If you want a compact, easy to query DB, stick with what you have. If the mass of empty fields is going to cause you problems looks like you'll need to break out each service into it's own Subscriber table, or go with the EAV suggestion (which is pretty nifty) –  DKnight Dec 23 '10 at 7:26
    
I can understand the situation. –  IsmailS Dec 24 '10 at 13:06

This is a simple supertype-subtype issue which you can solve at 5NF, you do not need EAV or improved EAV or 6NF (the full and final correct EAV) for this. Since the value of ServiceAColumn is dependent on the specific subscriber's subscription to the service, then it has to be in the Associative table.

▶Normalised Data Model◀ (inline links do not work on some browsers/versions.)

Readers who are not familiar with the Relational Modelling Standard may find ▶IDEF1X Notation◀ useful.

  • This is an ordinary Relational Supertype-Subtype structure. This one is Exclusive: a Service is exclusively one Subtype.

  • The Relations and Subtypes are more explicit and more controlled in this model than in other answers. Eg. the FK Relations are specific to the Service Subtype, not the Service Supertype.

  • The Discriminator, which identifies which Subtype any Supertype row is, is the ServiceType. The ServiceType does not need to be repeated in the Subtypes, we known which subtype it is by the subtype table.

  • Unless you have millions of Services, a short code is a more appropriate PK than a meaningless number.

Other

  • You can lose the Id column in SubscriberService because it is 100% redundant and serves no purpose.

  • the PK for SubscriberService is (SubscriberId, ServiceId), unless you want duplicate rows.

  • Please change the column names: Subscriber.Id to SubscriberId; Service.Id to ServiceId. Never use Id as a column name. For PKs and FKs, alway use the full column name. The relevance of that will become clear to you when you start coding.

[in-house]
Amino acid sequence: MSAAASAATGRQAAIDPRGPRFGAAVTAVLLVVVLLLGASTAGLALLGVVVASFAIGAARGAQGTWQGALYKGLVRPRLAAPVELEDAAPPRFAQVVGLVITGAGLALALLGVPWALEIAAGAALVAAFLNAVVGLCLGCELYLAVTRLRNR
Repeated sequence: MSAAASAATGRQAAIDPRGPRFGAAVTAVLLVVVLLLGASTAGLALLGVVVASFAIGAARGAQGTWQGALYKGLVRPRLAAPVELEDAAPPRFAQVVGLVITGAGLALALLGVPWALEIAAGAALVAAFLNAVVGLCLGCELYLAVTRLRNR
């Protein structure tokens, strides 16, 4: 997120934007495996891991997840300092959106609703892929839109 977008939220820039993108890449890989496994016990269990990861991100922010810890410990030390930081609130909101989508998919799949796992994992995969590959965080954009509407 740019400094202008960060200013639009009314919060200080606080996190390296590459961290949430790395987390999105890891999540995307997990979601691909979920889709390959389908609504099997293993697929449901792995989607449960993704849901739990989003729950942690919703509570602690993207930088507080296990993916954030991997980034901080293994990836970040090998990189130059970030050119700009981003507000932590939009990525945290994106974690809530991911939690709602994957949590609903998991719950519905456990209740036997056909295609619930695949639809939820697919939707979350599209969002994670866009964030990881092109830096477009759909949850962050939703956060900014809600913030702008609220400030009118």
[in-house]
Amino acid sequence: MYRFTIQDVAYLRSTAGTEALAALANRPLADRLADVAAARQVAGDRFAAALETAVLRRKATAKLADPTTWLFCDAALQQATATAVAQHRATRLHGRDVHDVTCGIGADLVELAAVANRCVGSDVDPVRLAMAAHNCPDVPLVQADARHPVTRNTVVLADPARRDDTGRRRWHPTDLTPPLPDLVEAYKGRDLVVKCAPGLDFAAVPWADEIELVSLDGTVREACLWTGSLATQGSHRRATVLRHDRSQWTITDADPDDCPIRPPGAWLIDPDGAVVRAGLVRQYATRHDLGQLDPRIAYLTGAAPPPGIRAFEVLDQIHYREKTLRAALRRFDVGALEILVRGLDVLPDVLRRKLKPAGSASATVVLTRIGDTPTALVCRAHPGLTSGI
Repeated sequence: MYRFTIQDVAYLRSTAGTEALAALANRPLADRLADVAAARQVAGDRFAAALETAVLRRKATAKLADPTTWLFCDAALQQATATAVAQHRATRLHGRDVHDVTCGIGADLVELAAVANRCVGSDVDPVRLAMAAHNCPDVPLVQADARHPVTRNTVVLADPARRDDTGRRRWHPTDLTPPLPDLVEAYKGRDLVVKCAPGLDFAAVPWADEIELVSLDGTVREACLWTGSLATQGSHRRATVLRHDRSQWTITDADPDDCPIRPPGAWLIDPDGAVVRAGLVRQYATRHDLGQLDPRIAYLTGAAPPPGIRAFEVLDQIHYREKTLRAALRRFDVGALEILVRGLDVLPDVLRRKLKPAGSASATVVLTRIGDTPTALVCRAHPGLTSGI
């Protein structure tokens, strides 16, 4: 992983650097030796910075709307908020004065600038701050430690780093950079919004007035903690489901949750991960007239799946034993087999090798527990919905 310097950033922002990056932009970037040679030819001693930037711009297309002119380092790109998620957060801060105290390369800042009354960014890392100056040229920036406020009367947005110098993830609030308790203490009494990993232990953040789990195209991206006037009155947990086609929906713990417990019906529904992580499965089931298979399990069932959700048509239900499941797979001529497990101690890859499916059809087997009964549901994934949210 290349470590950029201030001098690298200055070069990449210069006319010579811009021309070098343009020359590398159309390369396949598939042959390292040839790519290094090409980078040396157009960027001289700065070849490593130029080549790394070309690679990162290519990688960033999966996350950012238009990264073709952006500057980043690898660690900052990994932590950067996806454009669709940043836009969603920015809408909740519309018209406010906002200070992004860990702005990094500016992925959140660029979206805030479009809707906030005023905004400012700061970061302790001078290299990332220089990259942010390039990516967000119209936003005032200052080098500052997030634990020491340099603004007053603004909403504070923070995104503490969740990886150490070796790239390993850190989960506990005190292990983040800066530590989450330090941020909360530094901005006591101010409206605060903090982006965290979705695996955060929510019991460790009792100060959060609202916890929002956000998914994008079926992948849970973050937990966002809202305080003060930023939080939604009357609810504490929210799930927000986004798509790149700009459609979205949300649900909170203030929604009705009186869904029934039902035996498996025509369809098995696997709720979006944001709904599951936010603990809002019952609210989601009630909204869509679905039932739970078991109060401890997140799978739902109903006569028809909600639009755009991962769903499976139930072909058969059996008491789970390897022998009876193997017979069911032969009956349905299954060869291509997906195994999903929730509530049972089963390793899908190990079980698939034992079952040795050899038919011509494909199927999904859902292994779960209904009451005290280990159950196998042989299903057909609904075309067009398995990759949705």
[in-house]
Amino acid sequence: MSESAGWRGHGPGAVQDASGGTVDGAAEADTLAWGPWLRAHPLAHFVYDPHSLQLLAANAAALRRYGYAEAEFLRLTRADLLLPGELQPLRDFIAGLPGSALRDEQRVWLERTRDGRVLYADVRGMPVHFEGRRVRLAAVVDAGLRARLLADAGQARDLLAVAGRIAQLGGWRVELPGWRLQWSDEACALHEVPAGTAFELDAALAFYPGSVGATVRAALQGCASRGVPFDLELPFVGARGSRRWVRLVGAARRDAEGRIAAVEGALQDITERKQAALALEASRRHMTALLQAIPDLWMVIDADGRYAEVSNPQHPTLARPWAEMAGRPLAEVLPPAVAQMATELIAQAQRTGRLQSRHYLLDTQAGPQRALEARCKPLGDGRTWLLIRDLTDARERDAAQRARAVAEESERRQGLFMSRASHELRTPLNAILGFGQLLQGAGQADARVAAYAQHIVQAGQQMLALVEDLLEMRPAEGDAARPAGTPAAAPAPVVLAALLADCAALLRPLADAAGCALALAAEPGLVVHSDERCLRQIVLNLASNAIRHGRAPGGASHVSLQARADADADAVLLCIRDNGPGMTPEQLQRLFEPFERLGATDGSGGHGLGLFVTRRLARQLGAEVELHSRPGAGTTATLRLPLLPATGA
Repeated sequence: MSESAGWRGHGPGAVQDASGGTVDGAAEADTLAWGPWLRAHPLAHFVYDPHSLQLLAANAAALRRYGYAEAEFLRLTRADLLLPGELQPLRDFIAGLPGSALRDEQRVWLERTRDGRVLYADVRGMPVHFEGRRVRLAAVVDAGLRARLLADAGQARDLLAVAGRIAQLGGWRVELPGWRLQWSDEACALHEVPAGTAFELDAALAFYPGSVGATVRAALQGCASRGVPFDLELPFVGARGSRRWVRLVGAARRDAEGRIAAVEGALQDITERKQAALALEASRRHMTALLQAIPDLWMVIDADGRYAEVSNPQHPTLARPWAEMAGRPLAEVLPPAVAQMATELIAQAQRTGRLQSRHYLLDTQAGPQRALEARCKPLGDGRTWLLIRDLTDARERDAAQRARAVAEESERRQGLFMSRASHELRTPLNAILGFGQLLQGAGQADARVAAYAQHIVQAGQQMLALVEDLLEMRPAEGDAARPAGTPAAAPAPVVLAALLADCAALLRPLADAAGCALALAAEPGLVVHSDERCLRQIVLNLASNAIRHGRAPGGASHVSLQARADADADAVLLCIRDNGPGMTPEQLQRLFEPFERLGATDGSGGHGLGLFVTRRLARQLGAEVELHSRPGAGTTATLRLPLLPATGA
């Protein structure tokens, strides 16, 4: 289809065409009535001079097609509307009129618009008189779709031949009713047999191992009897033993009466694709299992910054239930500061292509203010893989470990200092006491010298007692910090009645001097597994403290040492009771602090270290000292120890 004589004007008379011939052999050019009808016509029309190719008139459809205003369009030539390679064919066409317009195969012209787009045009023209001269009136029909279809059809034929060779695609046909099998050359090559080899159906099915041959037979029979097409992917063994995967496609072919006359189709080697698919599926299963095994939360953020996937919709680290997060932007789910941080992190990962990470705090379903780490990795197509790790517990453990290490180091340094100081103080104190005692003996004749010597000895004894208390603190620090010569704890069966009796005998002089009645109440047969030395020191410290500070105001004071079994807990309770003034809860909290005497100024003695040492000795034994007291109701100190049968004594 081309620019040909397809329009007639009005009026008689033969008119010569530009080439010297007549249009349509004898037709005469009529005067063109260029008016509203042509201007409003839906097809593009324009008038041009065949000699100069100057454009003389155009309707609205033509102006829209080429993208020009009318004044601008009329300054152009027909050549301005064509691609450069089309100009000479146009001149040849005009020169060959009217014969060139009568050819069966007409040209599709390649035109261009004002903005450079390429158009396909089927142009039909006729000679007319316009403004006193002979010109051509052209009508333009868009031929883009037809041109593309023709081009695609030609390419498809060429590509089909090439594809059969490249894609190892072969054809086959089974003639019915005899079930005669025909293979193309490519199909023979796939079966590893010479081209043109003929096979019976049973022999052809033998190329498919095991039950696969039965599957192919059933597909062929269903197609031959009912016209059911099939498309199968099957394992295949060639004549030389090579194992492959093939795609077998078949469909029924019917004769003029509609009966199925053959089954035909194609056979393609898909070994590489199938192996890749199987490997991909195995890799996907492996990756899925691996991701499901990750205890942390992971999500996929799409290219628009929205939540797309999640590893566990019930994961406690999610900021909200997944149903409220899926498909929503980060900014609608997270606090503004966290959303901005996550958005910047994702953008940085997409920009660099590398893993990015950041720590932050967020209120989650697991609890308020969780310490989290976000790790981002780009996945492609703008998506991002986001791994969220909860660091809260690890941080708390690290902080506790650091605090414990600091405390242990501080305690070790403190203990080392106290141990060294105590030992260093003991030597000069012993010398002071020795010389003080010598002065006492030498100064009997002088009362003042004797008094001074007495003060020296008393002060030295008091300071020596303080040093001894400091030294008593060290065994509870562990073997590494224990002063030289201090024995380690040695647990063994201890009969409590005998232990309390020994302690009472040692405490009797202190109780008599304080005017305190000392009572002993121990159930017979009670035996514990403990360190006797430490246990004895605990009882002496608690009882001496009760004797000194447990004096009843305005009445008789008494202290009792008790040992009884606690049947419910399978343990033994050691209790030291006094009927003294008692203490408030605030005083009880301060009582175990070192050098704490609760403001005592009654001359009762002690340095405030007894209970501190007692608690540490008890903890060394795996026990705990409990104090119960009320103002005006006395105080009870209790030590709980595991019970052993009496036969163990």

Sixth Normal Form or EAV

Adding columns and tables when adding new services which have new attributes, is well, necessary in a Relational database, and you retain a lot of control and integrity.

If you don't "want" to add new tables per new service then yes, go with EAV or 6NF, but make sure you have the normal controls (type safety) and Data and Referential Integrity available in Relational databases. EAV is often implemented without proper Relational controls and Integrity, which leads to many, many problems. Here is a question/answer on that subject. If you do go with that, and the Data Models in that question are not explanatory enough, let me know and I will give you a Data Model that is specific to your requirement (the DM I have provided above is pure 5NF because that is the full requirement for your original question).

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If the value of ServiceSpecificField depends both on service and subscriber and for all subscriber-service pairs the type of the field - is the same (as I see in your example - varchar(50) for both fields), then I would update the SubscriberSerivceMap table only:

table SubscriberSerivceMap:
Id
SubscriberId
ServiceId
SpecificField  

Example of such table:

Id             SubscriberId       Service Id       SpecifiedField
1                 1                   1             sub1_serv1
2                 1                   2             sub1_serv2
3                 2                   1             sub2_serv1
4                 2                   2             sub2_serv2
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Can't move it to Services table as value differs for each subscriber. –  IsmailS Dec 23 '10 at 6:21
    
Do you mean the value depends both on subscriber and service type? –  Alexandr Dec 23 '10 at 6:27
    
Yes............. –  IsmailS Dec 23 '10 at 8:15
    
I'll update my original offer in this case –  Alexandr Dec 23 '10 at 8:23
    
Two fields are just for example. There may be a datatype difference and difference in count of columns required by each service. Some service that will be added in future may not need any field. –  IsmailS Dec 24 '10 at 12:31